The RINO vs. TruCon battle . . .

. . . for the soul of the GOP hasn’t exactly come to an end, but I couldn’t help noticing Kurt Schlichter’s post over at Townhall today (thanks to rdbrewer’s sidebar link over at Ace of Spades). It’s a surprisingly balanced piece if you only go by the headline, which reads simply, “The GOP Needs to Stop Attacking Conservatives.” It could have been at the top of any right-of-center blog rant written in the past 12 years.

But, as you get further into Schlichter’s post, you’ll find a refreshing splash of candor that doesn’t frequently appear in the writings of those who occupy a place as firmly to the right on the political spectrum as he does. And make no mistake about it; Schlichter has TruCon bona fides in spades. A perusal of his Twitter account activity should remove any doubt on that score.

True to form, he doesn’t spare the RINO contingent any criticism — something I’ve come to expect from Schlichter over the past few years. And, if any of his criticisms have been unfair (I’m at a loss to remember any myself), I doubt any have been wildly so. Based on what I’ve observed, the guy fits somewhere between the RINO and self-professed TruCon camps. He’s all about taking the fight to the enemy when the opportunity presents itself, and he’s not exactly risk-averse about it. At the same time, he’s fairly measured where others can be more reactionary.

This internal argument over ideas will lead to a stronger Republican Party. But attacking our own base will lead to a stronger Democrat Party.

We should be challenging people like John McCain, whose track record of never winning and unearned media adoration have made him the GOP’s Danica Patrick – mercifully without the nipple-flashing selfies.

In our increasingly wussified culture, we shy away from rousing fistfights. I say let’s go a few rounds. It’ll do us all some good. But we need to remember that McCain, for better or worse, exemplifies a substantial chunk of the GOP – and we Republicans all need to figure out a way to get along. A third party means one party rule, and you know which party that would be. That’s why every time a disgusted conservative quits the GOP, Hillary smiles.

Most importantly, we need to look at ourselves critically. As much fun as it is mocking the RINOs and the squishes – and it is – what is most important for conservatives is to listen to critiques of our own tactics and strategies. It isn’t fun, but we need to do it.

For example, as much as we adore Ted Cruz, there are serious people on our side who question his tactics and wonder about his strategy. If you simply disregard someone of the stature of Thomas Sowell because you don’t want to hear his conclusions, then you are being foolish. If Ted Cruz has failed to carefully read and think over Sowell’s recent critique, he’s wrong.

Kurt Schlichter is what I’d call a “GustoCon“.

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So, ya wanna fight . . .

. . . fight,  fight like hell, huh? That’s the answer to all of conservatism’s challenges? That’s what the Democrats do, and that’s why they always win, right? We have to emulate that in order to stand a chance, do we?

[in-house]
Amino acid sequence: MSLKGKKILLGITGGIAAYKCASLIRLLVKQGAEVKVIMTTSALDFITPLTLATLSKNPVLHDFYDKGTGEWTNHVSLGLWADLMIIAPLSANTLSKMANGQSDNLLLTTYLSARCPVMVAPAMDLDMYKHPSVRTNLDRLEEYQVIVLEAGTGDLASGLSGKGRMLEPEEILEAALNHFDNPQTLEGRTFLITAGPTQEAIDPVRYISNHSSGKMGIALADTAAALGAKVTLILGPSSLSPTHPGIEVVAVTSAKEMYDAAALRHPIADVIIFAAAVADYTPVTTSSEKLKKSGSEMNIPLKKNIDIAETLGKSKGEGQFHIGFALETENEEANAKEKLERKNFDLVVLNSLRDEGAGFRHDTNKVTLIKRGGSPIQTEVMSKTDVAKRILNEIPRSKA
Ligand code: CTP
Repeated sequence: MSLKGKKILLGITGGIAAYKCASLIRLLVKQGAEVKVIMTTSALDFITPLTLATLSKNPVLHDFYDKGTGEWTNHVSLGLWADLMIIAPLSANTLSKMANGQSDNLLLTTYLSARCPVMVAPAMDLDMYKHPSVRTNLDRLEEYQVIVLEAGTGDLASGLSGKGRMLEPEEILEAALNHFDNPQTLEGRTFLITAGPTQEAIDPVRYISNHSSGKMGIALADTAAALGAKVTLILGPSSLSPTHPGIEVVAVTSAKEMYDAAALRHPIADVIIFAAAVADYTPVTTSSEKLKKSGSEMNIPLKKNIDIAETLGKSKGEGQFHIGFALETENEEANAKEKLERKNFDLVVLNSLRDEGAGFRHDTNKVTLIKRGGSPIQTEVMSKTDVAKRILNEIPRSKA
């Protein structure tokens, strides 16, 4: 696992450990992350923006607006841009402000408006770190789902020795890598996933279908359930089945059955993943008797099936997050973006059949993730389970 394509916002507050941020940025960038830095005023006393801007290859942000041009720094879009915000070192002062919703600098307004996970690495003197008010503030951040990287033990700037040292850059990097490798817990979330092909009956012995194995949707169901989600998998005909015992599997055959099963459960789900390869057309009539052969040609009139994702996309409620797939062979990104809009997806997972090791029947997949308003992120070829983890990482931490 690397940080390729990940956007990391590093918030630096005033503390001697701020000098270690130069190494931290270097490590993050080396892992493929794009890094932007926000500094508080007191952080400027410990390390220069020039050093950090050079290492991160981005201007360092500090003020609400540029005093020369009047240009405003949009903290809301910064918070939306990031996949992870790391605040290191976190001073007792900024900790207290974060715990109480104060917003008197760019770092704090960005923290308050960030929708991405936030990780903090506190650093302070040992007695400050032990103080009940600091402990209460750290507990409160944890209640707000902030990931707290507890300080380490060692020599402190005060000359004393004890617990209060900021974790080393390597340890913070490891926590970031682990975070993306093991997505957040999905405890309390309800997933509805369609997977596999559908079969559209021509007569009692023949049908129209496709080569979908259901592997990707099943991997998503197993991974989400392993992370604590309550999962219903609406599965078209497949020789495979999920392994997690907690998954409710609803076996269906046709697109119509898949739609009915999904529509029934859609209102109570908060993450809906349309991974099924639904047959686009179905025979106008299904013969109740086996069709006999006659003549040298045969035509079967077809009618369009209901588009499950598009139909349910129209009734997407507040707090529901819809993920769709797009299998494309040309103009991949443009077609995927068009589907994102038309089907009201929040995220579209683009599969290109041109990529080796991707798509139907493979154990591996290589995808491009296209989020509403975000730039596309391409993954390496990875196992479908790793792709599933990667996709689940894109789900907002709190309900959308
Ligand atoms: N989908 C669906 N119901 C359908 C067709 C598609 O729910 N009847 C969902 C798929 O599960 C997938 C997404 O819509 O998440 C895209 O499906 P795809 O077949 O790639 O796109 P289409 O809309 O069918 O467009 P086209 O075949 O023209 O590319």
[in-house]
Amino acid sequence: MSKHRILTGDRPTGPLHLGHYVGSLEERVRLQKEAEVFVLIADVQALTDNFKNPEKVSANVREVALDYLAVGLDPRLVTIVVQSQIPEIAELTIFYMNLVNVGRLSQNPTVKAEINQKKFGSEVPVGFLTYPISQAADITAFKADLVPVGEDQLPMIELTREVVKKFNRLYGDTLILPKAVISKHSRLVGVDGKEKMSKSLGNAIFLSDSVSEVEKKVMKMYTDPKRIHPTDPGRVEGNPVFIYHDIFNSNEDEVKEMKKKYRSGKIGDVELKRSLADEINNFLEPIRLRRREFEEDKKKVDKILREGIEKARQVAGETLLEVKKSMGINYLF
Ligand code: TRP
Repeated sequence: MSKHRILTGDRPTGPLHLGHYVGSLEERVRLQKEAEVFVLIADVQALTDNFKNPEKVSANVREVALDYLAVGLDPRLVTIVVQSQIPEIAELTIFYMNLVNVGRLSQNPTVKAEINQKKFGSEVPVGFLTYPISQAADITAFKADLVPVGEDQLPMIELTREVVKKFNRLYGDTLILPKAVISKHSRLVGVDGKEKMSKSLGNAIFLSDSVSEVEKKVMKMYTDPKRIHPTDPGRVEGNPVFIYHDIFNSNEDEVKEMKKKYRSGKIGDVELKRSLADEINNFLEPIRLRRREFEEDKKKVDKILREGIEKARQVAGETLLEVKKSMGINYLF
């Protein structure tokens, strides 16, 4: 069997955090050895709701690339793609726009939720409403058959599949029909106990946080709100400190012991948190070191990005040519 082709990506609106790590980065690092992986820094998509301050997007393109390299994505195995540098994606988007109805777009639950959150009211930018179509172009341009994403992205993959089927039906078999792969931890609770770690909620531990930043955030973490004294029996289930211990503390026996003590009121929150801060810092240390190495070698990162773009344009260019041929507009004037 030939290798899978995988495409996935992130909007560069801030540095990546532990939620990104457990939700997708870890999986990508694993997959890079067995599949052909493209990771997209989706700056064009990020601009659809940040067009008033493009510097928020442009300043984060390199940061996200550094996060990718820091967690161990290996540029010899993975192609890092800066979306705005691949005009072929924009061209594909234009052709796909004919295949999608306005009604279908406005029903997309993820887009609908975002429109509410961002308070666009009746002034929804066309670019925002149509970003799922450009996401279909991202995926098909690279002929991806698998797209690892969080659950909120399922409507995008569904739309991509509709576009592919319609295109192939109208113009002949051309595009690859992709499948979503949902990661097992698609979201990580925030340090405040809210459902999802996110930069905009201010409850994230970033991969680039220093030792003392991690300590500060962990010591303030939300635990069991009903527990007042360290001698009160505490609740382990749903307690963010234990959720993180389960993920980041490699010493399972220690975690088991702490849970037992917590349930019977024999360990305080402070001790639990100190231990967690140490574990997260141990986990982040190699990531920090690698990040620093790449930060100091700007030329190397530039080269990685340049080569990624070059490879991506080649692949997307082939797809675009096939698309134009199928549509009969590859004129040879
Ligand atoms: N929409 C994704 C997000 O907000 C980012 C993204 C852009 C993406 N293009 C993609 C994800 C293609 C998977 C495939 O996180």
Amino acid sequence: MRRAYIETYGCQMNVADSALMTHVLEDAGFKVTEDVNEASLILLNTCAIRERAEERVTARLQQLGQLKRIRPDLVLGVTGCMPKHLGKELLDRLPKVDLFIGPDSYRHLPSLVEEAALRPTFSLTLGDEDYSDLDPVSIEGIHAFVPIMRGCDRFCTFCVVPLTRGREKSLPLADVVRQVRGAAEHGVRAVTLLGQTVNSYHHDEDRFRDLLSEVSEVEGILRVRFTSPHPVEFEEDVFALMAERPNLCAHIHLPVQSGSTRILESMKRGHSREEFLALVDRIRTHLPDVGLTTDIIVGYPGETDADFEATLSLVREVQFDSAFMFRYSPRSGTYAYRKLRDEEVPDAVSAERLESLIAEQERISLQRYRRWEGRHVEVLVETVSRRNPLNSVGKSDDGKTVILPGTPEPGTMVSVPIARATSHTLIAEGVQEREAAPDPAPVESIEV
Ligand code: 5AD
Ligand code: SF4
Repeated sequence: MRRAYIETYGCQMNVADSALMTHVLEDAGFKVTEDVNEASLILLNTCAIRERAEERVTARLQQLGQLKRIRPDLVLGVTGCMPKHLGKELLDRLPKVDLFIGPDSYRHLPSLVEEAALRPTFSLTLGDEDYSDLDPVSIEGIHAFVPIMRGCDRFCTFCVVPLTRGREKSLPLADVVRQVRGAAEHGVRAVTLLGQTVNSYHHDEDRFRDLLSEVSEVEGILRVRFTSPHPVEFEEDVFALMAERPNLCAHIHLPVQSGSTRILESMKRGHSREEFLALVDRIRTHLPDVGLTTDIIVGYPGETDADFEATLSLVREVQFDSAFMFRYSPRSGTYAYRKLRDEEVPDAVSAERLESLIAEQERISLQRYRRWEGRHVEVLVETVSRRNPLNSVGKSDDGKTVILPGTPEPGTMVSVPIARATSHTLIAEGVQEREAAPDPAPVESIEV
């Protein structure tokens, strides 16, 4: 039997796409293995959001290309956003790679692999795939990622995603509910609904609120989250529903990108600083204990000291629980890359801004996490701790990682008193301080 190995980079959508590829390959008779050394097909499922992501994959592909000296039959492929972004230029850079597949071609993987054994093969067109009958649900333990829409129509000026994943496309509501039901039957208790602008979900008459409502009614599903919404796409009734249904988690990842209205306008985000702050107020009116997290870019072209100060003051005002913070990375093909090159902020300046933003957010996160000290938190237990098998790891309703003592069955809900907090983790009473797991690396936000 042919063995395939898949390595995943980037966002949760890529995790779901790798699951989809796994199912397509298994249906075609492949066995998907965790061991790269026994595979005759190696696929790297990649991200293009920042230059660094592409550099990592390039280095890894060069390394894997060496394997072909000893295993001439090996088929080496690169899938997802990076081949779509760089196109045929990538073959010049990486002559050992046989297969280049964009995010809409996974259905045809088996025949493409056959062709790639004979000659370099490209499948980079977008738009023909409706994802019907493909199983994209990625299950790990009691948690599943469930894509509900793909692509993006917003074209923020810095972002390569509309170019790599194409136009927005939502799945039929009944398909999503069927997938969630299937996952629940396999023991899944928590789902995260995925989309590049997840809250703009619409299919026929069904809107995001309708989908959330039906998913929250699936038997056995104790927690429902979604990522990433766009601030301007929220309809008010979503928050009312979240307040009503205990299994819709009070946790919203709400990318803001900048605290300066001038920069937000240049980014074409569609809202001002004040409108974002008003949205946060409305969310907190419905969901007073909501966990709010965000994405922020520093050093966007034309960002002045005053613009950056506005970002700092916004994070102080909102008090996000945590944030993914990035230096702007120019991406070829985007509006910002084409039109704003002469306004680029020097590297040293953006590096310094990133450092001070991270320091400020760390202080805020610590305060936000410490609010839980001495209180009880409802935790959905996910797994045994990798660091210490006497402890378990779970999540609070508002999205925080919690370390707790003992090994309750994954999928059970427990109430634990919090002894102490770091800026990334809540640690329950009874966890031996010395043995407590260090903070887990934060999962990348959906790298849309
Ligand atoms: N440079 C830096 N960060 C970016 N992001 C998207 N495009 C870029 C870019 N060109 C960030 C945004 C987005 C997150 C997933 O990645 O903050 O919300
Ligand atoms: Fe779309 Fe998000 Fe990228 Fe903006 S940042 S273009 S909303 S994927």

Well, as I said in one of my more recent posts, there’s good fights and then there’s stupid fights. And far too often, conservatives seem content to engage in the really stupid ones. You know, the ones where you wind up defending the use of the words “subhuman mongrel” to describe a sitting president who happens to be black, or where you taunt the senate minority leader by comparing him to a turtle. Or where you cheer on a congressman for threatening to break a reporter in half and throw him off a balcony.

Those are the fights we should be engaging, are they? That’s why the left has been cleaning the right’s clock ever since Saul Alinsky penned Rules for Radicals? Well, let me demonstrate why that’s utterly stupid. All you have to do is take a look at what’s going on down in Texas‘s gubernatorial race right now.

“If you want to come into my house, the first thing you have to do is to see me — see me as a person, see me as a human being, see me as a fellow Texan,” he said. “See the Hispanic community as anything, anything other than a problem to be dealt with or worse yet, to be dismissed.”


It turns out that Mr. Hernandez’s behavior was even worse than reported. A source tells me that in addition to the screeds above, he launched a personal attack on Abbott’s family. Cecilia Abbott, the attorney general’s wife of 31 years, is Hispanic. A source tells me that Hernandez callously dismissed her as a “prop.”

Is this how Democrat activists are going to behave? Are personal attacks on family members like this acceptable to Wendy Davis?

Mr. Hernandez, a leader of what’s apparently called Tejano Democrats, is doing just what so many conservatives are urging Republican candidates and the leadership to do — get in their faces, stir things up, and fight-fight-fight!!!

Well, he looks like an idiot, don’t you think? And he’s going to look like even more of an idiot when Wendy Davis loses and he’s failed to rally Tejano Democrats to victory. Does anyone think that doing this sort of thing, only cranking it up to eleventy, is going to be the key to winning the Texas governorship? Does anyone honestly believe that Hernandez is actually helping Wendy Davis’s cause with this?